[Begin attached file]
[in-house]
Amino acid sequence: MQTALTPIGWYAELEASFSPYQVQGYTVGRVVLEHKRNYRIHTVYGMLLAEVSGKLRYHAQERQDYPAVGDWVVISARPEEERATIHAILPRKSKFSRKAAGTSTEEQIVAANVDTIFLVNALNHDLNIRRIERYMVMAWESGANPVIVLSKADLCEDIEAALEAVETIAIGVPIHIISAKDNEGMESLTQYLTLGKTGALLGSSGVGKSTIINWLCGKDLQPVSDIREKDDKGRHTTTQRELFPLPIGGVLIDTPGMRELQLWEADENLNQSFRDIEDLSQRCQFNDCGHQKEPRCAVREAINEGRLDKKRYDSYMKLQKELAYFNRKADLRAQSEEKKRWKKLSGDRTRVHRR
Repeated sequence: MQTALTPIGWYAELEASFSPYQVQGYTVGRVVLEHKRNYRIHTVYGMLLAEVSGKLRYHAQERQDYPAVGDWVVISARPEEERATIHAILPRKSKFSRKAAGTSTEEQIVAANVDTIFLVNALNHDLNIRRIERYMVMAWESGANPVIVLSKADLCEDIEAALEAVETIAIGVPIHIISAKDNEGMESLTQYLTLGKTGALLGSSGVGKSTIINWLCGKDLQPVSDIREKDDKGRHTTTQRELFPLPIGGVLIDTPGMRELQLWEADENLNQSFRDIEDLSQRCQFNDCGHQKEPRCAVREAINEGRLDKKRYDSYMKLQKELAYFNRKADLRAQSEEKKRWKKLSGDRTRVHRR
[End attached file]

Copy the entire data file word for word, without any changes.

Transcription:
[in-house]
Amino acid sequence: MQTALTPIGWYAELEASFSPYQVQGYTVGRVVLEHKRNYRIHTVYGMLLAEVSGKLRYHAQERQDYPAVGDWVVISARPEEERATIHAILPRKSKFSRKAAGTSTEEQIVAANVDTIFLVNALNHDLNIRRIERYMVMAWESGANPVIVLSKADLCEDIEAALEAVETIAIGVPIHIISAKDNEGMESLTQYLTLGKTGALLGSSGVGKSTIINWLCGKDLQPVSDIREKDDKGRHTTTQRELFPLPIGGVLIDTPGMRELQLWEADENLNQSFRDIEDLSQRCQFNDCGHQKEPRCAVREAINEGRLDKKRYDSYMKLQKELAYFNRKADLRAQSEEKKRWKKLSGDRTRVHRR
Repeated sequence: MQTALTPIGWYAELEASFSPYQVQGYTVGRVVLEHKRNYRIHTVYGMLLAEVSGKLRYHAQERQDYPAVGDWVVISARPEEERATIHAILPRKSKFSRKAAGTSTEEQIVAANVDTIFLVNALNHDLNIRRIERYMVMAWESGANPVIVLSKADLCEDIEAALEAVETIAIGVPIHIISAKDNEGMESLTQYLTLGKTGALLGSSGVGKSTIINWLCGKDLQPVSDIREKDDKGRHTTTQRELFPLPIGGVLIDTPGMRELQLWEADENLNQSFRDIEDLSQRCQFNDCGHQKEPRCAVREAINEGRLDKKRYDSYMKLQKELAYFNRKADLRAQSEEKKRWKKLSGDRTRVHRR